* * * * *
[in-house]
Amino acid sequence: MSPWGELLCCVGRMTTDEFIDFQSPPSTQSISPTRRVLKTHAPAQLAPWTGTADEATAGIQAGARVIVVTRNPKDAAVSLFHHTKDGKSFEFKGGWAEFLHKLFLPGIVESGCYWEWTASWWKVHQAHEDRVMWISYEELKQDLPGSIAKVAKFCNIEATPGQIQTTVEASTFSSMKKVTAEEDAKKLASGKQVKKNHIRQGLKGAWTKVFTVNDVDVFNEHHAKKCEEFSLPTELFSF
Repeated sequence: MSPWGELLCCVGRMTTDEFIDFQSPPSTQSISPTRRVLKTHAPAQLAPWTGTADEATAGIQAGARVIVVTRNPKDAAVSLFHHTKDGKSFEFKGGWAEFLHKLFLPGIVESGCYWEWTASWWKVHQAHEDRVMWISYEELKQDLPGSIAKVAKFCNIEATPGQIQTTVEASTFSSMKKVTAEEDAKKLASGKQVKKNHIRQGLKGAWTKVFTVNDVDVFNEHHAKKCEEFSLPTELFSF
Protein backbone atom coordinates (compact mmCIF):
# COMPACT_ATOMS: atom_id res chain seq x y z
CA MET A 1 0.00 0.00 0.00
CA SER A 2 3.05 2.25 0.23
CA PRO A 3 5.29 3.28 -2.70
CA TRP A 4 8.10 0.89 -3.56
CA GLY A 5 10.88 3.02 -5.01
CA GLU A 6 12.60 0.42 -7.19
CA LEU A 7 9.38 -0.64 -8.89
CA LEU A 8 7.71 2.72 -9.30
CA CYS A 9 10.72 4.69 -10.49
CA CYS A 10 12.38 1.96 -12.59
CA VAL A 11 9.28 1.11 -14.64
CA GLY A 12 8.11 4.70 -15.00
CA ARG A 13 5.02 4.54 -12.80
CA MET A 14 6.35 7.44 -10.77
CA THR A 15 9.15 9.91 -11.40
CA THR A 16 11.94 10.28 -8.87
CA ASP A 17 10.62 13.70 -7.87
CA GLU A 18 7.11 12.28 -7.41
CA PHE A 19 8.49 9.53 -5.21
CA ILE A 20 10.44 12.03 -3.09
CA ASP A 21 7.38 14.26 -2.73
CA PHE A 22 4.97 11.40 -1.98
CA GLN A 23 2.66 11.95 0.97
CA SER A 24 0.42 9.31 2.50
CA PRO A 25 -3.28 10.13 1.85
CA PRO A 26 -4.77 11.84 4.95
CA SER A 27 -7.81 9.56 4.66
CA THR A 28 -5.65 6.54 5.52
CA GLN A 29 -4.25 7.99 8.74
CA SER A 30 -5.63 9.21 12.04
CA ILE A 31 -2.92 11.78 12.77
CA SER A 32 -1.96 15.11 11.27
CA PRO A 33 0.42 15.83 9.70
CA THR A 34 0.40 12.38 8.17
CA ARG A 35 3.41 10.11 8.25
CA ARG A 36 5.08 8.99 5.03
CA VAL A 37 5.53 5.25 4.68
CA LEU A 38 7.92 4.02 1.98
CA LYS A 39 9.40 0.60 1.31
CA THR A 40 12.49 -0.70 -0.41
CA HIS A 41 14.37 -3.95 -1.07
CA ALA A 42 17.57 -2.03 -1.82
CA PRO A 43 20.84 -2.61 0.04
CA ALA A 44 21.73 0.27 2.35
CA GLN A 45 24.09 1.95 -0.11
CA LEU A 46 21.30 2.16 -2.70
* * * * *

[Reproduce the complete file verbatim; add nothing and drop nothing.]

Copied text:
[in-house]
Amino acid sequence: MSPWGELLCCVGRMTTDEFIDFQSPPSTQSISPTRRVLKTHAPAQLAPWTGTADEATAGIQAGARVIVVTRNPKDAAVSLFHHTKDGKSFEFKGGWAEFLHKLFLPGIVESGCYWEWTASWWKVHQAHEDRVMWISYEELKQDLPGSIAKVAKFCNIEATPGQIQTTVEASTFSSMKKVTAEEDAKKLASGKQVKKNHIRQGLKGAWTKVFTVNDVDVFNEHHAKKCEEFSLPTELFSF
Repeated sequence: MSPWGELLCCVGRMTTDEFIDFQSPPSTQSISPTRRVLKTHAPAQLAPWTGTADEATAGIQAGARVIVVTRNPKDAAVSLFHHTKDGKSFEFKGGWAEFLHKLFLPGIVESGCYWEWTASWWKVHQAHEDRVMWISYEELKQDLPGSIAKVAKFCNIEATPGQIQTTVEASTFSSMKKVTAEEDAKKLASGKQVKKNHIRQGLKGAWTKVFTVNDVDVFNEHHAKKCEEFSLPTELFSF
Protein backbone atom coordinates (compact mmCIF):
# COMPACT_ATOMS: atom_id res chain seq x y z
CA MET A 1 0.00 0.00 0.00
CA SER A 2 3.05 2.25 0.23
CA PRO A 3 5.29 3.28 -2.70
CA TRP A 4 8.10 0.89 -3.56
CA GLY A 5 10.88 3.02 -5.01
CA GLU A 6 12.60 0.42 -7.19
CA LEU A 7 9.38 -0.64 -8.89
CA LEU A 8 7.71 2.72 -9.30
CA CYS A 9 10.72 4.69 -10.49
CA CYS A 10 12.38 1.96 -12.59
CA VAL A 11 9.28 1.11 -14.64
CA GLY A 12 8.11 4.70 -15.00
CA ARG A 13 5.02 4.54 -12.80
CA MET A 14 6.35 7.44 -10.77
CA THR A 15 9.15 9.91 -11.40
CA THR A 16 11.94 10.28 -8.87
CA ASP A 17 10.62 13.70 -7.87
CA GLU A 18 7.11 12.28 -7.41
CA PHE A 19 8.49 9.53 -5.21
CA ILE A 20 10.44 12.03 -3.09
CA ASP A 21 7.38 14.26 -2.73
CA PHE A 22 4.97 11.40 -1.98
CA GLN A 23 2.66 11.95 0.97
CA SER A 24 0.42 9.31 2.50
CA PRO A 25 -3.28 10.13 1.85
CA PRO A 26 -4.77 11.84 4.95
CA SER A 27 -7.81 9.56 4.66
CA THR A 28 -5.65 6.54 5.52
CA GLN A 29 -4.25 7.99 8.74
CA SER A 30 -5.63 9.21 12.04
CA ILE A 31 -2.92 11.78 12.77
CA SER A 32 -1.96 15.11 11.27
CA PRO A 33 0.42 15.83 9.70
CA THR A 34 0.40 12.38 8.17
CA ARG A 35 3.41 10.11 8.25
CA ARG A 36 5.08 8.99 5.03
CA VAL A 37 5.53 5.25 4.68
CA LEU A 38 7.92 4.02 1.98
CA LYS A 39 9.40 0.60 1.31
CA THR A 40 12.49 -0.70 -0.41
CA HIS A 41 14.37 -3.95 -1.07
CA ALA A 42 17.57 -2.03 -1.82
CA PRO A 43 20.84 -2.61 0.04
CA ALA A 44 21.73 0.27 2.35
CA GLN A 45 24.09 1.95 -0.11
CA LEU A 46 21.30 2.16 -2.70